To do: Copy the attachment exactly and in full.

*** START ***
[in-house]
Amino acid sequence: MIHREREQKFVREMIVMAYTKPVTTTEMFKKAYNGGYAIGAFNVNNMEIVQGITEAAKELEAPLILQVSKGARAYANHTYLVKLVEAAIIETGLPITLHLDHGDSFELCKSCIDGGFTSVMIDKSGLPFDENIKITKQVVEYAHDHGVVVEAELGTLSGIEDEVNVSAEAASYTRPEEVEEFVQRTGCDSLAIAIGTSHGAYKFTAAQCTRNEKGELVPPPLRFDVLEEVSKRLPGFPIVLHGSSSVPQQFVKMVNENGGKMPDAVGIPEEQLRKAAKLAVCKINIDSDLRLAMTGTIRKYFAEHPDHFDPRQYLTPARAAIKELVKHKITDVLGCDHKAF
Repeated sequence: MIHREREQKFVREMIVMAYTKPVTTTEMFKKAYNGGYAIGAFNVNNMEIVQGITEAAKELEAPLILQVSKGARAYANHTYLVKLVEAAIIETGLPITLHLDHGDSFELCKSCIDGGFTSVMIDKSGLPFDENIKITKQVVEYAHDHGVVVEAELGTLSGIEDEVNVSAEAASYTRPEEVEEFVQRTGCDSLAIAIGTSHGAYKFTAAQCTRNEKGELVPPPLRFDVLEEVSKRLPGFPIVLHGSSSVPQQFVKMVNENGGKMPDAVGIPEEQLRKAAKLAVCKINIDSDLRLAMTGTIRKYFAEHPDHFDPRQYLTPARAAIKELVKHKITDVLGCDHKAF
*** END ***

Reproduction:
[in-house]
Amino acid sequence: MIHREREQKFVREMIVMAYTKPVTTTEMFKKAYNGGYAIGAFNVNNMEIVQGITEAAKELEAPLILQVSKGARAYANHTYLVKLVEAAIIETGLPITLHLDHGDSFELCKSCIDGGFTSVMIDKSGLPFDENIKITKQVVEYAHDHGVVVEAELGTLSGIEDEVNVSAEAASYTRPEEVEEFVQRTGCDSLAIAIGTSHGAYKFTAAQCTRNEKGELVPPPLRFDVLEEVSKRLPGFPIVLHGSSSVPQQFVKMVNENGGKMPDAVGIPEEQLRKAAKLAVCKINIDSDLRLAMTGTIRKYFAEHPDHFDPRQYLTPARAAIKELVKHKITDVLGCDHKAF
Repeated sequence: MIHREREQKFVREMIVMAYTKPVTTTEMFKKAYNGGYAIGAFNVNNMEIVQGITEAAKELEAPLILQVSKGARAYANHTYLVKLVEAAIIETGLPITLHLDHGDSFELCKSCIDGGFTSVMIDKSGLPFDENIKITKQVVEYAHDHGVVVEAELGTLSGIEDEVNVSAEAASYTRPEEVEEFVQRTGCDSLAIAIGTSHGAYKFTAAQCTRNEKGELVPPPLRFDVLEEVSKRLPGFPIVLHGSSSVPQQFVKMVNENGGKMPDAVGIPEEQLRKAAKLAVCKINIDSDLRLAMTGTIRKYFAEHPDHFDPRQYLTPARAAIKELVKHKITDVLGCDHKAF